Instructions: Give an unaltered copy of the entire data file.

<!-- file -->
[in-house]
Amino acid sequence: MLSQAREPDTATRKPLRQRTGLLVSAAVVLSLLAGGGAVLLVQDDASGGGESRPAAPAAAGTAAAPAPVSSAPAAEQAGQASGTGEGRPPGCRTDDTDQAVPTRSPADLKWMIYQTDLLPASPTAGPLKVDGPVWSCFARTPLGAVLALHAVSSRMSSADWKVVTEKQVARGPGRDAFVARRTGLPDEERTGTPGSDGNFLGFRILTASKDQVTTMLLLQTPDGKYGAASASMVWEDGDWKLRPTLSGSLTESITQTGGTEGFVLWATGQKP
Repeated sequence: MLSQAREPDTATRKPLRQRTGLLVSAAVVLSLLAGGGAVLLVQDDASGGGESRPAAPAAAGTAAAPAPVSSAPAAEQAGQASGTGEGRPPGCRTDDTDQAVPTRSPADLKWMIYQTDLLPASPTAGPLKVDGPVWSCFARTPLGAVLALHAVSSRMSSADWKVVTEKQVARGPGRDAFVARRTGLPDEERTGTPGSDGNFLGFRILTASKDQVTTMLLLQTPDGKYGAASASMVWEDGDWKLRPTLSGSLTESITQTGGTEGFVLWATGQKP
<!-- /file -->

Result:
[in-house]
Amino acid sequence: MLSQAREPDTATRKPLRQRTGLLVSAAVVLSLLAGGGAVLLVQDDASGGGESRPAAPAAAGTAAAPAPVSSAPAAEQAGQASGTGEGRPPGCRTDDTDQAVPTRSPADLKWMIYQTDLLPASPTAGPLKVDGPVWSCFARTPLGAVLALHAVSSRMSSADWKVVTEKQVARGPGRDAFVARRTGLPDEERTGTPGSDGNFLGFRILTASKDQVTTMLLLQTPDGKYGAASASMVWEDGDWKLRPTLSGSLTESITQTGGTEGFVLWATGQKP
Repeated sequence: MLSQAREPDTATRKPLRQRTGLLVSAAVVLSLLAGGGAVLLVQDDASGGGESRPAAPAAAGTAAAPAPVSSAPAAEQAGQASGTGEGRPPGCRTDDTDQAVPTRSPADLKWMIYQTDLLPASPTAGPLKVDGPVWSCFARTPLGAVLALHAVSSRMSSADWKVVTEKQVARGPGRDAFVARRTGLPDEERTGTPGSDGNFLGFRILTASKDQVTTMLLLQTPDGKYGAASASMVWEDGDWKLRPTLSGSLTESITQTGGTEGFVLWATGQKP